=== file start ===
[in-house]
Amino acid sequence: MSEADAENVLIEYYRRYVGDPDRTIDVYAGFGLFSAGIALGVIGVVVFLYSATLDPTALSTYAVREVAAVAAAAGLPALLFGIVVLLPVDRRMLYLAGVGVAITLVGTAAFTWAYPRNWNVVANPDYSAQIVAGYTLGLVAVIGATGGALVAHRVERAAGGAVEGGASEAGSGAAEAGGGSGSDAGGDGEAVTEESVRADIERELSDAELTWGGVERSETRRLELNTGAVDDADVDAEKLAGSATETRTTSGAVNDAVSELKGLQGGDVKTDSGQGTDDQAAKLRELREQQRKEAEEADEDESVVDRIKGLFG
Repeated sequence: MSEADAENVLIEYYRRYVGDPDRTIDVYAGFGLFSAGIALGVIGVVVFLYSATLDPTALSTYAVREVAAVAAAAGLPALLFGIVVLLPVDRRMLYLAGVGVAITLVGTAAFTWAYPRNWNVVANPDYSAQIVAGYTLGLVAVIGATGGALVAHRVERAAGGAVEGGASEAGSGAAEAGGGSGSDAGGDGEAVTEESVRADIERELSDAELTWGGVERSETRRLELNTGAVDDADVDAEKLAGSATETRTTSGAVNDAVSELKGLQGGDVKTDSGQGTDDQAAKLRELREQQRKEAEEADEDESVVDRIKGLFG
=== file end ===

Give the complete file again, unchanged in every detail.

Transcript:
[in-house]
Amino acid sequence: MSEADAENVLIEYYRRYVGDPDRTIDVYAGFGLFSAGIALGVIGVVVFLYSATLDPTALSTYAVREVAAVAAAAGLPALLFGIVVLLPVDRRMLYLAGVGVAITLVGTAAFTWAYPRNWNVVANPDYSAQIVAGYTLGLVAVIGATGGALVAHRVERAAGGAVEGGASEAGSGAAEAGGGSGSDAGGDGEAVTEESVRADIERELSDAELTWGGVERSETRRLELNTGAVDDADVDAEKLAGSATETRTTSGAVNDAVSELKGLQGGDVKTDSGQGTDDQAAKLRELREQQRKEAEEADEDESVVDRIKGLFG
Repeated sequence: MSEADAENVLIEYYRRYVGDPDRTIDVYAGFGLFSAGIALGVIGVVVFLYSATLDPTALSTYAVREVAAVAAAAGLPALLFGIVVLLPVDRRMLYLAGVGVAITLVGTAAFTWAYPRNWNVVANPDYSAQIVAGYTLGLVAVIGATGGALVAHRVERAAGGAVEGGASEAGSGAAEAGGGSGSDAGGDGEAVTEESVRADIERELSDAELTWGGVERSETRRLELNTGAVDDADVDAEKLAGSATETRTTSGAVNDAVSELKGLQGGDVKTDSGQGTDDQAAKLRELREQQRKEAEEADEDESVVDRIKGLFG